Vladimir Putin under pressure to 'do something drastic' says expert
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With the Russian military struggling in Ukraine, President Vladimir Putin has taken drastic measures to bolster his forces. Last month, he announced a partial mobilisation which will see hundreds of thousands of civilians with previous military experience join the war. But Putin isn’t just turning to his own population. It was recently reported that Russia has begun recruiting soldiers who fled Afghanistan last year as the US and UK forces withdrew from the country.
Afghanistan’s elite commandos were trained by the US and UK, but when Western troops left last year, the Afghan soldiers were targeted by the Taliban as the group regained power. This meant many were forced to flee the country with the majority making their way to Iran.
But now, the Russian government is offering these highly trained soldiers cash incentives among other things to lure them into fighting for Moscow’s military in Ukraine. Lynne O’Donnell, a journalist at Foreign Policy, has reported extensively on the story.
Speaking to Monocle 24’s The Globalist podcast, she said: “We are talking about between 20,000 and 30,000 elite, trained, specialist soldiers of the Afghanistan defence forces. They were trained by the US Navy SEALS as well as Britain’s SAS.
“Each soldier cost around $300,000 to train, and they were trained not only in Afghanistan but also in the countries they were working with. They were trained in techniques used by specialist western military units like tactical operations, night raids, navigational skills, covert surveillance and interrogation.
“They are unlike the 300,000-350,000 strong Afghan forces. Their loyalty and ability was never really in question…the Afghan forces were infiltrated by Taliban soldiers who killed their colleagues. That never happened with the commandos.”
Ms O’Donnell has even spoken directly with some of the former elite commandos to gauge some of the techniques Russia is using to persuade the Afghan fighters to join the Russian military. She says many will be too desperate to turn down the offer.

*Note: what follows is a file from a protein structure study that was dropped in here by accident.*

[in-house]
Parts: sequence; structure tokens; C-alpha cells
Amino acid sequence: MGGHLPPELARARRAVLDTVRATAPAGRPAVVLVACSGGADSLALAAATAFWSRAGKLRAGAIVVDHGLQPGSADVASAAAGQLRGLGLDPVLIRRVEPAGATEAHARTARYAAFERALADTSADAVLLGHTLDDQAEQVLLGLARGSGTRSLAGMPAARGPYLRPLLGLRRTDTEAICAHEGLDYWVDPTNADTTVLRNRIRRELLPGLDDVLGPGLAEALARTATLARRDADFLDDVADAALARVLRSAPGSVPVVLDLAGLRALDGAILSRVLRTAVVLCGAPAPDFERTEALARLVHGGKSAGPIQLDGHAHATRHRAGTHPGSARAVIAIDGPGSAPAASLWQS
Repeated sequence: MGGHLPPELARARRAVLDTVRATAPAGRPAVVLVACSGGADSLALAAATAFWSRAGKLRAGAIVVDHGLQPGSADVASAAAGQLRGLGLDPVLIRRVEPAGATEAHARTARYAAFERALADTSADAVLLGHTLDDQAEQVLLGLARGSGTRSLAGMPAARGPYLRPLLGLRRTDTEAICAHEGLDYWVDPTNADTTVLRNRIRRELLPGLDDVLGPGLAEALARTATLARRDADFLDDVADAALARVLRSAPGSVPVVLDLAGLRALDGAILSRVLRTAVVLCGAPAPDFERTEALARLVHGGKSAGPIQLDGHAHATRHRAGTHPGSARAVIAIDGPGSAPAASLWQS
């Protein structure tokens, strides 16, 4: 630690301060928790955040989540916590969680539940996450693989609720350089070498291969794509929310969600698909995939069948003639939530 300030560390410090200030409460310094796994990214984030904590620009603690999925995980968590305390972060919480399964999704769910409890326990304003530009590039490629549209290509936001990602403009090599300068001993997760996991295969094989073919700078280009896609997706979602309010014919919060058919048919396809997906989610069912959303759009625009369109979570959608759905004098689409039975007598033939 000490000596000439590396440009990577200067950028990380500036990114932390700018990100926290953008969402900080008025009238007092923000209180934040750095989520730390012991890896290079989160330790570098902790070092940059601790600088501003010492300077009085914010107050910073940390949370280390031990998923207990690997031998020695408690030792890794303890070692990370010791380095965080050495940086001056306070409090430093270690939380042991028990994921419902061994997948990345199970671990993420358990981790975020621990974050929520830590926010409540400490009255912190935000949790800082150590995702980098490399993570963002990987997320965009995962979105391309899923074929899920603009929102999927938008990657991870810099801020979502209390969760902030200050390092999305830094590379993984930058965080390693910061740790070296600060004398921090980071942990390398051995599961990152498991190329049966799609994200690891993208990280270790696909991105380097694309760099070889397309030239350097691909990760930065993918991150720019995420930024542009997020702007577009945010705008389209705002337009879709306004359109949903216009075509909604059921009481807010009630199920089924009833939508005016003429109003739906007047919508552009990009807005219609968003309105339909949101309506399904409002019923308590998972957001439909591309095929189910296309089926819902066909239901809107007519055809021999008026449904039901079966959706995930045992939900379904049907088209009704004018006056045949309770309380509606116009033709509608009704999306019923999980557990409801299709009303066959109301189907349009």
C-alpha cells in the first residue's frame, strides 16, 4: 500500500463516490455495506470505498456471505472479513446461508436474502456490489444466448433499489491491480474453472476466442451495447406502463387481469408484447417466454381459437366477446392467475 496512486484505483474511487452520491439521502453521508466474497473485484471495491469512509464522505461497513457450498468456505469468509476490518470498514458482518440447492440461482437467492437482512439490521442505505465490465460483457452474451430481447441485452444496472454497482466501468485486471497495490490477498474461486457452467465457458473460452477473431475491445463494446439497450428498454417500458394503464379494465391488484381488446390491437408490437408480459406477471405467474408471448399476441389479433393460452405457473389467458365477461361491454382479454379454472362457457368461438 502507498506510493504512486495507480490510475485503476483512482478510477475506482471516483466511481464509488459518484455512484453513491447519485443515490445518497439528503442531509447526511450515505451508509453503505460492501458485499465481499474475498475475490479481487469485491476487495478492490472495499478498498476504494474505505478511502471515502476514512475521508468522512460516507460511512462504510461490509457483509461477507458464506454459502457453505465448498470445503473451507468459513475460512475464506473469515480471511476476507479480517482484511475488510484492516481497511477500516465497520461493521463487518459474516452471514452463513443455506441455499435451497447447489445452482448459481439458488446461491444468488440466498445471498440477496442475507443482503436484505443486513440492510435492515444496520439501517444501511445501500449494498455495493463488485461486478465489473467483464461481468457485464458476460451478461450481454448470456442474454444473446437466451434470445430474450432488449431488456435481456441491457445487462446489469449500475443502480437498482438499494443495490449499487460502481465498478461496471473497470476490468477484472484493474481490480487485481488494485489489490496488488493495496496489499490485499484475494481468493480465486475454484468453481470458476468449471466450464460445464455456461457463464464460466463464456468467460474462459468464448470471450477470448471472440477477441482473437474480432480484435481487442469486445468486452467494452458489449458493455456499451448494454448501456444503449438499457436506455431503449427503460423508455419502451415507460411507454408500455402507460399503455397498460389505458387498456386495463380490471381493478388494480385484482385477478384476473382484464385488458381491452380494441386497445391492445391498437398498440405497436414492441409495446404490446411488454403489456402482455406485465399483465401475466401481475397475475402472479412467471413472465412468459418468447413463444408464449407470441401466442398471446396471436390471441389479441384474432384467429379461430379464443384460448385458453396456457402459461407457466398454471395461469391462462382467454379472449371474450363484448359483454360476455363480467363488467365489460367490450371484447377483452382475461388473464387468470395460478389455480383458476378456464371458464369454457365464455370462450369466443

She continued: “It seems that, because Russia is having a little bit of trouble recruiting people to send to Ukraine, the Afghan commandos offer a very attractive alternative for fighting. The fact is they are elite fighting men, and they are telling me that they are receiving messages offering them jobs in the Russian military. They sign up in Iran and then go off the grid.
“Part of the deal is that they get Russian citizenship and their families can be moved out of Afghanistan. If you are struggling to make $3 a day and someone offers you $1500 to join an elite force, that’s pretty attractive.”
The journalist also believes they could make a real impact in the war. Various reports over the last eight months have told of logistical issues within the Russian military.
Poorly equipped, poorly trained soldiers have been left with little direction in the war. At the start of the invasion, some Russian troops even claimed they had no idea they were about to invade a sovereign nation.
But these new Afghan soldiers could make a real difference with their military expertise. Ms O’Donnell explained: “One of the former commando generals told me that this is a potential game-changer [in Ukraine].
“There is the Wagner Group which is a shady mercenary group that works for Putin, going into prisons in Russia and offering to cancel sentences if they sign up to fight in Ukraine. These people are not skilled, they are cannon fodder.
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“A lot of the skills that the Afghans would be able to offer don’t exist in Russia. It could certainly boost the tactical and strategic ability of the Russian army as it struggles in Ukraine.”
However, Ms O’Donnell also said that some of the Afghan elite soldiers are reluctant to help the Russians given the country’s chequered past. The Soviet Union invaded Afghanistan in 1979 under the pretext of preserving the Soviet-Afghan Friendship Treaty – signed because Moscow wanted to keep Afghanistan’s unpopular communist rulers in power
When they were eventually overthrown, the Soviets invaded the country. After a 10-year war, the Soviet Union retreated in 1989 having spent millions and lost 15,000 soldiers. Two million Afghans also lost their lives. The war has been described as ‘Russia’s Vietnam’.
It appears Russia’s invasion of Ukraine is headed for a similar conclusion. While there are no universally accepted figures, Putin has lost tens of thousands of soldiers in the fighting in Ukraine.
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